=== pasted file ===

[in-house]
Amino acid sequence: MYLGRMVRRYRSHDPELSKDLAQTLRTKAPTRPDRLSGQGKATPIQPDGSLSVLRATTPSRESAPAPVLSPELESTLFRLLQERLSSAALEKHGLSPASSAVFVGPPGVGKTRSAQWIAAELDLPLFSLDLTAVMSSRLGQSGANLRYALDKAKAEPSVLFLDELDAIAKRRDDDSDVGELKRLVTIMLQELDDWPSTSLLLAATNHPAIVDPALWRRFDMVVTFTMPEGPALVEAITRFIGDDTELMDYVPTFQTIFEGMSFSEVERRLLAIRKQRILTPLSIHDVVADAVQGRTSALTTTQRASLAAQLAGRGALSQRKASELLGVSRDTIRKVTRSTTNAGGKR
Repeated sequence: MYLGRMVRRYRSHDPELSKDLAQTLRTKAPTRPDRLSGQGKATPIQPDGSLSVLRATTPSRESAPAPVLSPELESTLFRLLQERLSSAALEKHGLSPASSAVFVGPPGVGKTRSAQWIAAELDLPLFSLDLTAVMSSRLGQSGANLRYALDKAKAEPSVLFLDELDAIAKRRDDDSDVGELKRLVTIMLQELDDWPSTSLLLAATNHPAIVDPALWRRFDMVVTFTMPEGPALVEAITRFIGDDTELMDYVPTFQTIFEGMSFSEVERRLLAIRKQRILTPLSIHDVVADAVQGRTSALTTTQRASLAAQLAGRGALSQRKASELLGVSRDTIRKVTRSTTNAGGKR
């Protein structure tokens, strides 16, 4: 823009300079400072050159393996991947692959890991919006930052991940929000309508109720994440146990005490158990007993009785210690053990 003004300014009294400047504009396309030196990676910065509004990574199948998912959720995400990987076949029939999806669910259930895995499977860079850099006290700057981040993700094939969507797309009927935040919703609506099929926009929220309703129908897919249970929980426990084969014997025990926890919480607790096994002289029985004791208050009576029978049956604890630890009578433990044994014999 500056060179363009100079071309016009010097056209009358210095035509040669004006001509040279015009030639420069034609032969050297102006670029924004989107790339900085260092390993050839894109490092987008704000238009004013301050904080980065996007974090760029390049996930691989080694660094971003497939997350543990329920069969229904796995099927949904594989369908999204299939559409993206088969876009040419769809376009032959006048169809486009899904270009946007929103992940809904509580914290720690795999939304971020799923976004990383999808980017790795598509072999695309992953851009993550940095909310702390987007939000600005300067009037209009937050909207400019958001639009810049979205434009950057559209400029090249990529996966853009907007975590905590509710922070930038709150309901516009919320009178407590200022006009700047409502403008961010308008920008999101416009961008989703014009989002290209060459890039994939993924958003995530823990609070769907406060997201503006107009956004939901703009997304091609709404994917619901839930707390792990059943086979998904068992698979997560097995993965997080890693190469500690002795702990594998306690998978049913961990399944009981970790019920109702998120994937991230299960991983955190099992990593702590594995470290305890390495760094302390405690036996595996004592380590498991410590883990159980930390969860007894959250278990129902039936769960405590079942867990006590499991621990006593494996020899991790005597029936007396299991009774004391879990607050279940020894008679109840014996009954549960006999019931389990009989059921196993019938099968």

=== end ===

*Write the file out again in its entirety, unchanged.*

[in-house]
Amino acid sequence: MYLGRMVRRYRSHDPELSKDLAQTLRTKAPTRPDRLSGQGKATPIQPDGSLSVLRATTPSRESAPAPVLSPELESTLFRLLQERLSSAALEKHGLSPASSAVFVGPPGVGKTRSAQWIAAELDLPLFSLDLTAVMSSRLGQSGANLRYALDKAKAEPSVLFLDELDAIAKRRDDDSDVGELKRLVTIMLQELDDWPSTSLLLAATNHPAIVDPALWRRFDMVVTFTMPEGPALVEAITRFIGDDTELMDYVPTFQTIFEGMSFSEVERRLLAIRKQRILTPLSIHDVVADAVQGRTSALTTTQRASLAAQLAGRGALSQRKASELLGVSRDTIRKVTRSTTNAGGKR
Repeated sequence: MYLGRMVRRYRSHDPELSKDLAQTLRTKAPTRPDRLSGQGKATPIQPDGSLSVLRATTPSRESAPAPVLSPELESTLFRLLQERLSSAALEKHGLSPASSAVFVGPPGVGKTRSAQWIAAELDLPLFSLDLTAVMSSRLGQSGANLRYALDKAKAEPSVLFLDELDAIAKRRDDDSDVGELKRLVTIMLQELDDWPSTSLLLAATNHPAIVDPALWRRFDMVVTFTMPEGPALVEAITRFIGDDTELMDYVPTFQTIFEGMSFSEVERRLLAIRKQRILTPLSIHDVVADAVQGRTSALTTTQRASLAAQLAGRGALSQRKASELLGVSRDTIRKVTRSTTNAGGKR
């Protein structure tokens, strides 16, 4: 823009300079400072050159393996991947692959890991919006930052991940929000309508109720994440146990005490158990007993009785210690053990 003004300014009294400047504009396309030196990676910065509004990574199948998912959720995400990987076949029939999806669910259930895995499977860079850099006290700057981040993700094939969507797309009927935040919703609506099929926009929220309703129908897919249970929980426990084969014997025990926890919480607790096994002289029985004791208050009576029978049956604890630890009578433990044994014999 500056060179363009100079071309016009010097056209009358210095035509040669004006001509040279015009030639420069034609032969050297102006670029924004989107790339900085260092390993050839894109490092987008704000238009004013301050904080980065996007974090760029390049996930691989080694660094971003497939997350543990329920069969229904796995099927949904594989369908999204299939559409993206088969876009040419769809376009032959006048169809486009899904270009946007929103992940809904509580914290720690795999939304971020799923976004990383999808980017790795598509072999695309992953851009993550940095909310702390987007939000600005300067009037209009937050909207400019958001639009810049979205434009950057559209400029090249990529996966853009907007975590905590509710922070930038709150309901516009919320009178407590200022006009700047409502403008961010308008920008999101416009961008989703014009989002290209060459890039994939993924958003995530823990609070769907406060997201503006107009956004939901703009997304091609709404994917619901839930707390792990059943086979998904068992698979997560097995993965997080890693190469500690002795702990594998306690998978049913961990399944009981970790019920109702998120994937991230299960991983955190099992990593702590594995470290305890390495760094302390405690036996595996004592380590498991410590883990159980930390969860007894959250278990129902039936769960405590079942867990006590499991621990006593494996020899991790005597029936007396299991009774004391879990607050279940020894008679109840014996009954549960006999019931389990009989059921196993019938099968």